RNA - “Iraq is no place for Trump and the US forces to conduct surveillance against Iran,” Qassemi told FNA on Monday.
The Iraqi government and people, he added, would not let the US turn the country’s soil into a base it can use against the Islamic Republic.
“Basically, they should not have come to Iraq in the first place. Their continued stay in this independent country is likewise a strategic mistake and illegitimate. Trump’s remarks and his attempt at justifying the prolonged presence are utterly unacceptable,” the diplomat concluded.
The reaction came after Trump told CBS that US troops would leave Syria and Afghanistan but stay on in Iraq, partly "to be looking a little bit at Iran."
The Iranian official, meanwhile, said the US president’s comments “cannot be counted on. His words are usually of a type that should not be taken very seriously, whether they have to do with departure from Syria, (military) presence elsewhere in the world, or the domestic policies that he adopts.”
Following Trump’s controversial remarks in the interview, Iraqi officials have voiced their anger over Washington’s instrumental approach to their country, calling for immediate pullout of US troops from the Arab country.
Iraqi President Barham Salih said on Monday that US troops do not have the right to use Iraq to "watch Iran".
"We are surprised by the statements made by the US president on the presence of US troops in Iraq," Salih said at a forum in Baghdad. "Trump did not ask us to keep US troops to watch Iran."
According to Fars News Agancy, the Iraqi president said US troops had no right to monitor Iran under the agreement between the two nations, and that their specific mission was to combat terrorism, according to Reuters. He added that he would wait for clarifications from Washington on the numbers and nature of the US troops' mission in his country.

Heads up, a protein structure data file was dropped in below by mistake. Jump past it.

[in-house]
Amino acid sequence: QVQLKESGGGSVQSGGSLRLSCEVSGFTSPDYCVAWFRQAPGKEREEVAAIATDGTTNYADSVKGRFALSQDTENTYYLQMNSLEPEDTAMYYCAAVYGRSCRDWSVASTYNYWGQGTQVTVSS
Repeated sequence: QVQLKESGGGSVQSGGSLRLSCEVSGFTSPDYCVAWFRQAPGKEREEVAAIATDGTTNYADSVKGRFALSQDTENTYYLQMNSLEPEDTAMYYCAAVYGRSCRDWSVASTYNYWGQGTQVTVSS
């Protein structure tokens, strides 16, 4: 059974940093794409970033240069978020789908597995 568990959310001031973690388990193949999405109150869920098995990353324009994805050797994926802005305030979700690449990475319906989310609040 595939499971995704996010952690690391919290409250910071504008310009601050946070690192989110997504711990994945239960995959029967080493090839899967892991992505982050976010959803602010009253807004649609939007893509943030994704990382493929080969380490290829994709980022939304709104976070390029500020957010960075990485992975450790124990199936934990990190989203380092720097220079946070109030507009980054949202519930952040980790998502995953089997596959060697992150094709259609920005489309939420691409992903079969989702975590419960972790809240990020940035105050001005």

"Those forces do not have the right to monitor many things, including watching Iran. We will not allow this," he added.
First Deputy Speaker of the Iraqi Parliament Hassan al-Kaabi issued a statement on last Sunday saying parliament would work on a bill to end the presence of U.S. troops in the country in its next session.
"All parties need, as soon as possible, to stop the US presence and not allow Iraq to be used as a springboard for aggression or surveillance of any state," the statement read.
Also, in a related front, on January 30, Russian Foreign Minister Sergey Lavrov said after negotiations with Iraqi Minister of Foreign Affairs Mohamed Ali Al-Hakim that the US’ military presence in Iraq should correspond to the stated objectives in the fight against terrorism and should not be used for solving its own tasks.